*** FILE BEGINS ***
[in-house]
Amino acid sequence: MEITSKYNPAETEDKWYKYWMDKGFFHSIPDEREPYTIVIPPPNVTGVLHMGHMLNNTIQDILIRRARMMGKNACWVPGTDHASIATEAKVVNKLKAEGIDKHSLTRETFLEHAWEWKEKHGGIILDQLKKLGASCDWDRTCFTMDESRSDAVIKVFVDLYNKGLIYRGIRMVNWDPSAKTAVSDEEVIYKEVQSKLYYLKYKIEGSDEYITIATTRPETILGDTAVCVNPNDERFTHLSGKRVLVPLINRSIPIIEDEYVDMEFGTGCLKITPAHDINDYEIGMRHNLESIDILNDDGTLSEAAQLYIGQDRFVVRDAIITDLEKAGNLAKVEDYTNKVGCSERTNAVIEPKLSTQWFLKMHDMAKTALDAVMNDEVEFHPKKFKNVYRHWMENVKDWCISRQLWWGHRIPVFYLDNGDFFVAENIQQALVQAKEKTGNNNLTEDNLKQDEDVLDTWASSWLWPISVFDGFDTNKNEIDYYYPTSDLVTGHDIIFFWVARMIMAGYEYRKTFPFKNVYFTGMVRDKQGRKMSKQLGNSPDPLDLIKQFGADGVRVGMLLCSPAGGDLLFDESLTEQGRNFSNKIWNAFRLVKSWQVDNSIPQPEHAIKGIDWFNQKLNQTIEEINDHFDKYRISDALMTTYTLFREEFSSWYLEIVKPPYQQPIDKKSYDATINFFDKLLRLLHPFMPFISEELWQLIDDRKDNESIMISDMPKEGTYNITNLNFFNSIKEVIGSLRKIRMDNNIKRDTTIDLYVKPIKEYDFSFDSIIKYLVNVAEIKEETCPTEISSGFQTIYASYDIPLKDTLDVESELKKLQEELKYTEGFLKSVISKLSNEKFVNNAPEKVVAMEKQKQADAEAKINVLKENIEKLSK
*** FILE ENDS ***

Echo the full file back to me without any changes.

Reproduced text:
[in-house]
Amino acid sequence: MEITSKYNPAETEDKWYKYWMDKGFFHSIPDEREPYTIVIPPPNVTGVLHMGHMLNNTIQDILIRRARMMGKNACWVPGTDHASIATEAKVVNKLKAEGIDKHSLTRETFLEHAWEWKEKHGGIILDQLKKLGASCDWDRTCFTMDESRSDAVIKVFVDLYNKGLIYRGIRMVNWDPSAKTAVSDEEVIYKEVQSKLYYLKYKIEGSDEYITIATTRPETILGDTAVCVNPNDERFTHLSGKRVLVPLINRSIPIIEDEYVDMEFGTGCLKITPAHDINDYEIGMRHNLESIDILNDDGTLSEAAQLYIGQDRFVVRDAIITDLEKAGNLAKVEDYTNKVGCSERTNAVIEPKLSTQWFLKMHDMAKTALDAVMNDEVEFHPKKFKNVYRHWMENVKDWCISRQLWWGHRIPVFYLDNGDFFVAENIQQALVQAKEKTGNNNLTEDNLKQDEDVLDTWASSWLWPISVFDGFDTNKNEIDYYYPTSDLVTGHDIIFFWVARMIMAGYEYRKTFPFKNVYFTGMVRDKQGRKMSKQLGNSPDPLDLIKQFGADGVRVGMLLCSPAGGDLLFDESLTEQGRNFSNKIWNAFRLVKSWQVDNSIPQPEHAIKGIDWFNQKLNQTIEEINDHFDKYRISDALMTTYTLFREEFSSWYLEIVKPPYQQPIDKKSYDATINFFDKLLRLLHPFMPFISEELWQLIDDRKDNESIMISDMPKEGTYNITNLNFFNSIKEVIGSLRKIRMDNNIKRDTTIDLYVKPIKEYDFSFDSIIKYLVNVAEIKEETCPTEISSGFQTIYASYDIPLKDTLDVESELKKLQEELKYTEGFLKSVISKLSNEKFVNNAPEKVVAMEKQKQADAEAKINVLKENIEKLSK